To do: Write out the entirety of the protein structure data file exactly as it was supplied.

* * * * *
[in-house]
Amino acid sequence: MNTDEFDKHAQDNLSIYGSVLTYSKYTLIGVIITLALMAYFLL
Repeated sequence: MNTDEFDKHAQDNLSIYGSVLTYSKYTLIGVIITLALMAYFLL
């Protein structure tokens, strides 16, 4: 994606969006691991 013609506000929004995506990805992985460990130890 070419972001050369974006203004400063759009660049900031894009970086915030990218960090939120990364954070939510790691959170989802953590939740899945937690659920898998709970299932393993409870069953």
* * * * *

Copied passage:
[in-house]
Amino acid sequence: MNTDEFDKHAQDNLSIYGSVLTYSKYTLIGVIITLALMAYFLL
Repeated sequence: MNTDEFDKHAQDNLSIYGSVLTYSKYTLIGVIITLALMAYFLL
């Protein structure tokens, strides 16, 4: 994606969006691991 013609506000929004995506990805992985460990130890 070419972001050369974006203004400063759009660049900031894009970086915030990218960090939120990364954070939510790691959170989802953590939740899945937690659920898998709970299932393993409870069953």